Andrew Bird’s New Music Video Is Also a Quietly Heartbreaking PSA About Gun Violence

Directed by actress Natalie Morales

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If you've ever wondered about the effect that the increased frequency of mass shootings has had on the lives of young children, and how it can impact their day-to-day lives, this remarkable music video from Everytown for Gun Safety and Andrew Bird will clarify that. 

The six-minute video, directed by actress Natalie Morales (Girls, Parks and Recreation), follows a young boy throughout his day and show how the extreme gun violence in Chicago—and all across America—has permeated classrooms and young lives everywhere. 

That the video's narrative isn't about an extreme event, but about the routine of any child and how lockdown drills have become normalized in American schools, is intentional, according to Morales, who spoke with AdFreak about her film. 

AdFreak: What was your intention with this music video? 

Natalie Morales: I didn't want it to be over the top, nothing too on the nose, but I wanted it to—I feel like people who don't necessarily have kids, or even people who have kids, they don't necessarily know what goes on in these lockdown drills. When I was growing up we had fire drills and we didn't have to walk past memorials of people who had died in a fire. [Walking past memorials to the victims of gun violence] is a very real reality.

Even when people had bomb drills back in the day, the idea was that some foreign enemy was going to bomb you and that you would disappear, not that you should mistrust the kids sitting next to you or that someone you know is going to come in and shoot you and your friends. It creates an entirely different environment for kids growing up today, and the idea that this is normal is what I wanted to explain to people. I hadn't seen that shown anywhere, that this is such a normal everyday thing, because I think we don't notice that kids are growing up this way.

How did you conceive of and prepare for the shoot? 

Everytown reached out to me and said they had been working with Andrew Bird and wanted somebody to direct this video for his song—that it would be in collaboration with him. They hooked me up with Andrew's manager, and Andrew and I sat down. They basically didn't have any guidelines for what they wanted us to do. They said, "Here's the song, and we want to use it for something, so have at it." Andrew and I sat down and hashed out a general idea for a concept. 

I did a lot of research on these lockdown drills. Different schools do them different ways. Some people do it very excessively, some people simulate actual guns, some people have kids participate and do fake gunshots and have fake bodies on the floor. We all agreed that we wanted to it be the version that is applied the most in all these lockdown drills, the most toned-down version of it, which would be for an elementary school or a middle school … so that people couldn't say, "That's the excessive" or "That's the extreme version of it." We didn't want that to be the case. At its most toned down, this is what happens every day in schools. I had no idea.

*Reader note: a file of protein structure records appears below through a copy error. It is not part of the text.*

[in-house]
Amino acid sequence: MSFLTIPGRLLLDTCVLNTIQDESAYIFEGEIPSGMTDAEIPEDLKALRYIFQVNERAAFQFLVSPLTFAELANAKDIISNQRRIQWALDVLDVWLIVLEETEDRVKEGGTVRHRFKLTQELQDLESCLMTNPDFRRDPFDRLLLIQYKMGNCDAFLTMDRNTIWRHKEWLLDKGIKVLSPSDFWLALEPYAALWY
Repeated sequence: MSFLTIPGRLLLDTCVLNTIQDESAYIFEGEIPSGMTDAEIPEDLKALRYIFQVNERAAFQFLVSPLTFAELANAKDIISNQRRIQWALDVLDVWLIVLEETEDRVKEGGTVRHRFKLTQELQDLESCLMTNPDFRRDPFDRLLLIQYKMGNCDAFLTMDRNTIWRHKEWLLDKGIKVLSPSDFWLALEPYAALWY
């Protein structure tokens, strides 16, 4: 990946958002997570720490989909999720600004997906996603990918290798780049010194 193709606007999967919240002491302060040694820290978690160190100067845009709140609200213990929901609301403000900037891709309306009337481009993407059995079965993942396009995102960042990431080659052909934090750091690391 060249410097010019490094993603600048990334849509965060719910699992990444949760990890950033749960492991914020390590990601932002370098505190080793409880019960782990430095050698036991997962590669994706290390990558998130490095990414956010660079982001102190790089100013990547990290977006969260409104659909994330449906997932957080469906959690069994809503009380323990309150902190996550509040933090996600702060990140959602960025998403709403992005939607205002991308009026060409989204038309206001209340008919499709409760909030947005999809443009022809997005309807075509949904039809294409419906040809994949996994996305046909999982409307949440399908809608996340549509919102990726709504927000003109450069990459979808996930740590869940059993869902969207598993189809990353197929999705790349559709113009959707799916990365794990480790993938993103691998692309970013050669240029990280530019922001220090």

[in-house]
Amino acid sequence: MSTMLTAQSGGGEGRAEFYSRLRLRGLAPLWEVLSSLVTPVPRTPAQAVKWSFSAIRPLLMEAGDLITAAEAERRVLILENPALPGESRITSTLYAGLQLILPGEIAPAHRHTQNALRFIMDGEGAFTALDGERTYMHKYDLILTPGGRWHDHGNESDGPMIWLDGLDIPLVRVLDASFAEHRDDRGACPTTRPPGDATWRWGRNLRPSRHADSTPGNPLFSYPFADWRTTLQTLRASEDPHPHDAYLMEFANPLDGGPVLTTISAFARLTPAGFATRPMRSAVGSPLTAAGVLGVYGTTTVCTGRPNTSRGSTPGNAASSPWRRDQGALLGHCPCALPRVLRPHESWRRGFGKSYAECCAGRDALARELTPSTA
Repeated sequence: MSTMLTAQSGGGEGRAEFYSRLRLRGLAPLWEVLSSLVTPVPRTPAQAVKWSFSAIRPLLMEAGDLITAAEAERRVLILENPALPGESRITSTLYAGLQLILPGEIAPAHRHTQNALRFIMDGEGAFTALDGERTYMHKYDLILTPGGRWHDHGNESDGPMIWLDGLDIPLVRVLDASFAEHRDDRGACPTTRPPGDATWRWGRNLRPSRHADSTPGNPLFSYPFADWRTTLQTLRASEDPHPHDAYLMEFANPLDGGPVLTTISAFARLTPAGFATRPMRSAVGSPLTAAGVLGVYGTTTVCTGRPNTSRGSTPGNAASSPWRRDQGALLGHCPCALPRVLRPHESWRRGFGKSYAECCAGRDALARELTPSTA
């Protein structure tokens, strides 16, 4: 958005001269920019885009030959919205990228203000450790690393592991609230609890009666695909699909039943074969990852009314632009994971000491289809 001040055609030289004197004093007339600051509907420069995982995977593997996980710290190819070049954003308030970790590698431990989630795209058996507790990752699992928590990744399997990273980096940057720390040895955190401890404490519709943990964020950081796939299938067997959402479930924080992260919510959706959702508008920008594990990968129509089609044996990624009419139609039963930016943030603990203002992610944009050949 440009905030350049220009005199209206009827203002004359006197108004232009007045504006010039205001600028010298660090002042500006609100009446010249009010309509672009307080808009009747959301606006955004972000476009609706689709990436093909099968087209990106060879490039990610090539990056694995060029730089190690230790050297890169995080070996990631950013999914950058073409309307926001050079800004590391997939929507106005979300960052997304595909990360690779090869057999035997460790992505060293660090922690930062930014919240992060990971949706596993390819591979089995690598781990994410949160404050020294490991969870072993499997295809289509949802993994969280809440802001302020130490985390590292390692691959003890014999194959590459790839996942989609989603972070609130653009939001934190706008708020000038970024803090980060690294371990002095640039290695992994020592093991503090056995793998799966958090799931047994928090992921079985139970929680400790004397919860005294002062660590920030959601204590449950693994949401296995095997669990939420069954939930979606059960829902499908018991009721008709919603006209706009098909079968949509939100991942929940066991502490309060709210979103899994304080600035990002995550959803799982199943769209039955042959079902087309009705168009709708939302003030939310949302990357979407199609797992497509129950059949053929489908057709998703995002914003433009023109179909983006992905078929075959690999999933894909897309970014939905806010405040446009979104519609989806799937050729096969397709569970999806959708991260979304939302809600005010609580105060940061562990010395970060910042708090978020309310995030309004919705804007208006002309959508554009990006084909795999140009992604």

Is the film set in Chicago because of the level of gun violence there? 

The song isn't necessarily about gun violence or anything happening in Chicago—Andrew is from there—but it is an ode to Chicago, and we just thought it really needed to take place there. Setting it in Chicago and having the song be distinctly about Chicago is one thing, but I didn't necessarily want the video to be too Chicago—I didn't show the Sears Tower—because I wanted it to feel like it could happen anywhere, and it is happening everywhere. It's happening a lot in Chicago, but it's also happening a lot all over. 

So the film is more about how this is the new normal?

The extreme events are all around us, and they have changed our everyday lives. What's so insidious is that we haven't really noticed it, and we haven't really noticed it in terms of our children, either. We think our children are living the same lives that we are, but they are definitely, definitely not, even when nothing extreme is happening, even when it's just a regular day at school. I wanted to highlight a day in the life of a kid in the United States, and that's exactly what it's like, especially in that city.

Is there anything else about the production of the video that we should know? 

All of the memorials that we shot are real. They all exist in Chicago. While we were shooting it, there were a lot of moments where I was tearing up because we were shooting on the street and there was a kid just like our kid with a backpack walking home from school [past these memorials]. So we were shooting the exact same thing that was happening all around us, and it was really sort of impactful and crazy.

Hadiya Pendleton, she's the reason the Wear Orange campaign started—I didn't notice until I got there that the last memorial we went to had her picture on it. And that's why he had an orange backpack on in the film. It was really impactful that her memorial was there, and that we were shooting this there. 

@KristinaMonllos Kristina Monllos is a senior editor for Adweek.